Pacific Gas and Electric Company earlier this year warned Yuba-Sutter area customers of possible  power shutoffs, should conditions conducive to wildfires threaten the area – dry conditions, high winds, etc.

The company said this week that, to be better prepared, crews will be practicing with how to restore power should there be a mandatory shutoff.

The practice shutoff drills will consist of PG&E crew members being deployed to inspect lines for damage and restore power safely. 

A recent press release from PG&E said they will also travel and hike to remote areas with no vehicle access to ensure lines are safe. 

PG&E started using public safety power shutoffs in 2018 because of what Moreno said was a heightened risk for wild fires. 

“Things have changed in California in recent years. We have longer fire seasons. They’re larger and harder,” Moreno said. “There have been several years of drought which left millions of dry trees in the forest. Throughout the West the risk of fire has increased considerably.”

PG&E equipment was found at fault in devastating wildfires over the last few years, including the Camp Fire in Butte County last November that wiped out the town of Paradise. Since then the company filed for bankruptcy and has been working to upgrade systems and operations.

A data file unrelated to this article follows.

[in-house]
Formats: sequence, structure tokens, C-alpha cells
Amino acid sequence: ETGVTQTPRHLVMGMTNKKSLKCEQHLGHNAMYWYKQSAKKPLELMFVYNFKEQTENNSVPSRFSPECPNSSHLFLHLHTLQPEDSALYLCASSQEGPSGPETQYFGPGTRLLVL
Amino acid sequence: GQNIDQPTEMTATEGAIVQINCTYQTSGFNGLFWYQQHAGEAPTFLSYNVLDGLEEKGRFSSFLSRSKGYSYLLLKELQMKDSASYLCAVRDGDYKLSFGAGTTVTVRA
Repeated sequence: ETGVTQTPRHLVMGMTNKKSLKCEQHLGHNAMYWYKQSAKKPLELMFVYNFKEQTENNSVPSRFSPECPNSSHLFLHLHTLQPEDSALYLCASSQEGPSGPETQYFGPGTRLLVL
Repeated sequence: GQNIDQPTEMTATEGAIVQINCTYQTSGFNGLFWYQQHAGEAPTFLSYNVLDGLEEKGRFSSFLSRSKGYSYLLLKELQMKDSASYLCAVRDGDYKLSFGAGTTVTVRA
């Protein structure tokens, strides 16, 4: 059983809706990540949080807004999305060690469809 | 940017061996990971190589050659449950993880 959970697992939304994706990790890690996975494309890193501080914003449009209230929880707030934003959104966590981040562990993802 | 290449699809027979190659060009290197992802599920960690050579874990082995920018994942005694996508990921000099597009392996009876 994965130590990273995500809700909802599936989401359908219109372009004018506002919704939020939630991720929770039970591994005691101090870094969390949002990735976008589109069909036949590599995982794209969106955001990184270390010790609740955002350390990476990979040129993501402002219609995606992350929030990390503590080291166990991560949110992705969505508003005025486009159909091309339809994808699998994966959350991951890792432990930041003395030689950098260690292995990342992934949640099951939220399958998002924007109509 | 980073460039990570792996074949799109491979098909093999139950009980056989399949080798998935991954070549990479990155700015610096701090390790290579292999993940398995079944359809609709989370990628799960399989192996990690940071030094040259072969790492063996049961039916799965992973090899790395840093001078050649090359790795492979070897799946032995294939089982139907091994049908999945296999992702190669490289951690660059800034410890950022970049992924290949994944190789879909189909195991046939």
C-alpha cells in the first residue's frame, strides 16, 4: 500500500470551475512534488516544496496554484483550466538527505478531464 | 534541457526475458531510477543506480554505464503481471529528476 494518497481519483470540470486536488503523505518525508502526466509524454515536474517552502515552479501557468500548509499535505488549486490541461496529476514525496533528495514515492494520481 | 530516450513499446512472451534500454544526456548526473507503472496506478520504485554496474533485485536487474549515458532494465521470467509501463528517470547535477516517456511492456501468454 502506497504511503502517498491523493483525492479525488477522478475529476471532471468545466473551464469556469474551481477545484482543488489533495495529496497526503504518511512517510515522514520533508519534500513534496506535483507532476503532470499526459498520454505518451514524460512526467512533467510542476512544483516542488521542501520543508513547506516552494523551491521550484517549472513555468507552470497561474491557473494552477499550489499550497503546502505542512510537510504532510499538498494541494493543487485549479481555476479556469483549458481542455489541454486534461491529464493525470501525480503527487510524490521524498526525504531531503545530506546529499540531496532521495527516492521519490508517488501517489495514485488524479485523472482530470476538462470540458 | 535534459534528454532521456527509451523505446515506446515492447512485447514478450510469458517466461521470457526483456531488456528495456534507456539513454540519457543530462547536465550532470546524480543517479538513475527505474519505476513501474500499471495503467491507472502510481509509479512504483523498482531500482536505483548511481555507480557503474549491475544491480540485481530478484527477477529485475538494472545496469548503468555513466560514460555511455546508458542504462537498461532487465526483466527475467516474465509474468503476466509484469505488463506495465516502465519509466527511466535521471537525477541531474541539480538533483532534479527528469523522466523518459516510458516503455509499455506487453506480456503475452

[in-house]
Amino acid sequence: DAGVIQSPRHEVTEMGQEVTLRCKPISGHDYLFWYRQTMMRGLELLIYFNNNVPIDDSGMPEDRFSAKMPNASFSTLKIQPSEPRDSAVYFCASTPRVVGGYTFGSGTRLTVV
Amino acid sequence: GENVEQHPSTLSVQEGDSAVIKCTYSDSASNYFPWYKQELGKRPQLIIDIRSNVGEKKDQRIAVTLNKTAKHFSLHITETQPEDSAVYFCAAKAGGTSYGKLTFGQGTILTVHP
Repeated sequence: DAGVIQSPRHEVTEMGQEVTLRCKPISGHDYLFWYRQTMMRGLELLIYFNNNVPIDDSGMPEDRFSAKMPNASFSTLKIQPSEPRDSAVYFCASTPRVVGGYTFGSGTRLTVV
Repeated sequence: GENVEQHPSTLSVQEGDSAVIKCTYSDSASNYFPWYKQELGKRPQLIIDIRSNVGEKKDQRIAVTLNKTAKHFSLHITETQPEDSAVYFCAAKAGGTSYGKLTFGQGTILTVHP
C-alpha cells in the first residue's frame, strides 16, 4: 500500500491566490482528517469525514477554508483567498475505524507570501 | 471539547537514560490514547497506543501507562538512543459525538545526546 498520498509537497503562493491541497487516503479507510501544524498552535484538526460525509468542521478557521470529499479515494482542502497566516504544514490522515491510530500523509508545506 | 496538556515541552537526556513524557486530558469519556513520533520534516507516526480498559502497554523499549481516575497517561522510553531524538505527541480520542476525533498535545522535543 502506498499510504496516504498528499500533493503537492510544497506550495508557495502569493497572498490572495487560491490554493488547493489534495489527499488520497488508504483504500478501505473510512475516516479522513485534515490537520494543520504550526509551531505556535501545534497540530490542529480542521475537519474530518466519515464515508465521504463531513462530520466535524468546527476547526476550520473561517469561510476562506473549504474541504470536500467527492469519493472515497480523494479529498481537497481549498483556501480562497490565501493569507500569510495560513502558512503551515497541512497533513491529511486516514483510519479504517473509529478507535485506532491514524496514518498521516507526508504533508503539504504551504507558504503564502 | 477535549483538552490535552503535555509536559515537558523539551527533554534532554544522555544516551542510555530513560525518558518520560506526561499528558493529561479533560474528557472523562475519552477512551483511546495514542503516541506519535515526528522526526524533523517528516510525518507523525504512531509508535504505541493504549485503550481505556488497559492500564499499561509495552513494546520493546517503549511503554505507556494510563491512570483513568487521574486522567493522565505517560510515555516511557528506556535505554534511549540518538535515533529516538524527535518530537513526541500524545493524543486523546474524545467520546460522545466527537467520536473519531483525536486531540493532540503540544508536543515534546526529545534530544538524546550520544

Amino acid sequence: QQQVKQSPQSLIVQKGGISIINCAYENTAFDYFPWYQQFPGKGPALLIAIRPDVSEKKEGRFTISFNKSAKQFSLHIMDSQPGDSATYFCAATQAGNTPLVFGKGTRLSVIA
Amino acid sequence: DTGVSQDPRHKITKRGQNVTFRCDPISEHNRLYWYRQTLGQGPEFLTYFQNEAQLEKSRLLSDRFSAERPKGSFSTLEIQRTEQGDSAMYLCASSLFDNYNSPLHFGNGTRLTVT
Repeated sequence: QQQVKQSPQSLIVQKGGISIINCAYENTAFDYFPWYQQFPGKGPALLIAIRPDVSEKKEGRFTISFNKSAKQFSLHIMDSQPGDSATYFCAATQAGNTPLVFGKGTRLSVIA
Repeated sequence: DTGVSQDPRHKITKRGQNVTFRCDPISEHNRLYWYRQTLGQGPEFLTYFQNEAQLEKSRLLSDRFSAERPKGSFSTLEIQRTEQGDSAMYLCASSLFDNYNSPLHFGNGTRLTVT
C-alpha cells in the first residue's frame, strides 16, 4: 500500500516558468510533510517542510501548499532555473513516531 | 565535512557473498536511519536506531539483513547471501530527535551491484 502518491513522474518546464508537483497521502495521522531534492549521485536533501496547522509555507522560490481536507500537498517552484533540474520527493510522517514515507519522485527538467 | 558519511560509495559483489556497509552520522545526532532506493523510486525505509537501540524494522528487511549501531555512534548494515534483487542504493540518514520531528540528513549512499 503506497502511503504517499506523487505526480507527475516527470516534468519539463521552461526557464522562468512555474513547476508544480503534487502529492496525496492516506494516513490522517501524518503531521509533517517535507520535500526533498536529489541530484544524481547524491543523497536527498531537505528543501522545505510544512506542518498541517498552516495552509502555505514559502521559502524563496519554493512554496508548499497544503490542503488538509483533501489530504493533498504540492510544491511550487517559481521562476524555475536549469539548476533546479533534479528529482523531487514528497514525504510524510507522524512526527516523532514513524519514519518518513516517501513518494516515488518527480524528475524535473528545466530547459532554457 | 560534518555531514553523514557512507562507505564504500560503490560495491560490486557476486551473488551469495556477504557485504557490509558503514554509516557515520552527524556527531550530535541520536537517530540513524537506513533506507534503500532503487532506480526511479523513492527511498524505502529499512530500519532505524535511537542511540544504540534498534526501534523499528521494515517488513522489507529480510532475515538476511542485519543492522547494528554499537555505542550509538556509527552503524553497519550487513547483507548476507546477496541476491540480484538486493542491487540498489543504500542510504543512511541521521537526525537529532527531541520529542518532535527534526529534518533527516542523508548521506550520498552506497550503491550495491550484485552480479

Moreno said that in the past, power shutoff programs didn’t include larger electric transmission lines, but in 2019 they include all electric distribution services. He said the more familiar the crew is with the power lines and the process to restore power, the smoother things will be in case of a real power shutoff. 

Moreno said in case of an actual power shutoff PG&E will do its best to notify customers at least 48 hours in advance by e-mail, call, text or all three depending on a person’s preference. He said of the some 5.5 million PG&E customers they are missing contact information for 115,000 as of Aug. 15. 

“We’ve sent out postcards to home addresses and social media blasts to gain additional contact information. We have the majority of our customer’s information but we want to be able to notify as many people as possible if a public safety power shutoff happens. We realize people rely on electricity for modern conveniences and medical equipment so we want to give people time to plan on not having electricity or relocate.”

Moreno said he understands why people may get frustrated during a power shutoff, but said they don’t make the decision lightly and that it’s done to protect everyone from wildfires.

 Moreno also said even though there are new measures to shut off power during risky weather conditions, the measure does not detract from PG&E’s responsibility to cut timber and brush from under power lines. 

“We have built a multi-faceted approach. That includes vegetation management, increase distance between tree and power line, working to upgrade electric system and using covered wire and non-wood poles,” Moreno said. 

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